I realize it is anecdotal evidence, but when you have power lifters in there 70s and 80s still pulling heavy (like a John Bourgoin from Canada's powerlifting federation), you don't have to let age deter you. I know of one 63 year old power lifter in New Zealand who still feels as if he's making good gains.
Recovery will become more of an issue the older you get. The big difference between a young guy in their 20s and 30s and an older guy is how soon they need to change to slower progression. If you were to employ some of Wendler's philosophy where you have four lifts a week (squat, bench, deadlift, overhead press), make increases and have a deload week once a month, you can leverage that approach for quite some time. Essentially, on Wendler's 5-3-1 plan, you keep making increases until you start stalling. Once you start stalling, take 90% of your current max and work your way back up.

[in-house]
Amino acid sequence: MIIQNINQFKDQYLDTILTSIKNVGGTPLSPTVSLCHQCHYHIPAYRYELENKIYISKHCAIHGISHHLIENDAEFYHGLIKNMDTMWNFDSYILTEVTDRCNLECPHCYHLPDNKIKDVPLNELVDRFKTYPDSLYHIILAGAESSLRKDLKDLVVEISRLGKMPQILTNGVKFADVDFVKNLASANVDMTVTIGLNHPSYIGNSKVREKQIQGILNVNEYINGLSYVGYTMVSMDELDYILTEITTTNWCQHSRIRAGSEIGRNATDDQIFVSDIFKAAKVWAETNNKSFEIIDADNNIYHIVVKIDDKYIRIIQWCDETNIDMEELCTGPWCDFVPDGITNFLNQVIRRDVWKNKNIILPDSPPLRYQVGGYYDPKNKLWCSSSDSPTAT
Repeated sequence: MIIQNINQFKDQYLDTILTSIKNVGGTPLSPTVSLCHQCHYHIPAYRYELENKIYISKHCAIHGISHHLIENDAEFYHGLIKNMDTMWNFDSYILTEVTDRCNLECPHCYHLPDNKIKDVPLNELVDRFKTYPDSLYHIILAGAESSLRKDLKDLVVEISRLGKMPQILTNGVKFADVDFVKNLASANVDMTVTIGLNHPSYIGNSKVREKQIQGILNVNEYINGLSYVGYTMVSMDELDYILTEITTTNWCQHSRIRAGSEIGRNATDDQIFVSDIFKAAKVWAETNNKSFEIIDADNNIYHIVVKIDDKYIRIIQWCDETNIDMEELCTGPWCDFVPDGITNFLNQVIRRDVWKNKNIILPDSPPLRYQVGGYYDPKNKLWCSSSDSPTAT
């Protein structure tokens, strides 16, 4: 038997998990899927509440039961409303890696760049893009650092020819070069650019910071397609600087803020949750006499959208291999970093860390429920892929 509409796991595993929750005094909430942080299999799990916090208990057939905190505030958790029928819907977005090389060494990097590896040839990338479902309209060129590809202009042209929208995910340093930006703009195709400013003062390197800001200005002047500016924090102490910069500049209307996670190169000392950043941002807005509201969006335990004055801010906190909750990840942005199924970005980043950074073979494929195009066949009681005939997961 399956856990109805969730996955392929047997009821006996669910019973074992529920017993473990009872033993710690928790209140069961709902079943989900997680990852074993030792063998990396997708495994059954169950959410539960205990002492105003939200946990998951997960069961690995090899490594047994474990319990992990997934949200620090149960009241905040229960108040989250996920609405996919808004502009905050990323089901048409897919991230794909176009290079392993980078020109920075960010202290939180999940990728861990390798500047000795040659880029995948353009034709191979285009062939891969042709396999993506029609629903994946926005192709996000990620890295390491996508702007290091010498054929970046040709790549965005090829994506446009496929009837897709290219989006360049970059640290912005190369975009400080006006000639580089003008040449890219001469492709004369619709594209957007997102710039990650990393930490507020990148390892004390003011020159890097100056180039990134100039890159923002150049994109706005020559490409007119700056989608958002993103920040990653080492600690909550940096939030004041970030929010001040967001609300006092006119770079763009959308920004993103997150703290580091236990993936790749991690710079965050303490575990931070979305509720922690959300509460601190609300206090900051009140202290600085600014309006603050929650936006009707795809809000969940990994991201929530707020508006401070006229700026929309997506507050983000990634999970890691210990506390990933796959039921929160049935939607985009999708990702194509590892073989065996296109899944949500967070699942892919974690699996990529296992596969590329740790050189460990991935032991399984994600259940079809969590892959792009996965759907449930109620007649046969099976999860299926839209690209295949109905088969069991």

I also know of an ex-military lifter in his 50s who when he was told he should consider taking disability due to his acute back pain, made some positive changes and is seriously quite an impressive guy. He now favors high volume training such as the Sheiko programs. His basic philosophy is that he's done chasing max effort numbers, and is simply seeing how many times he can hit his current maxes.
Some of the guys I referred to can be found at the IronStrong.org forums, but the bottom line is that you can continue to make increases for quite some time. All the tools to manage recovery are all there. You won't be able to do linear progression as well, but you sound like you are past that stage anyway.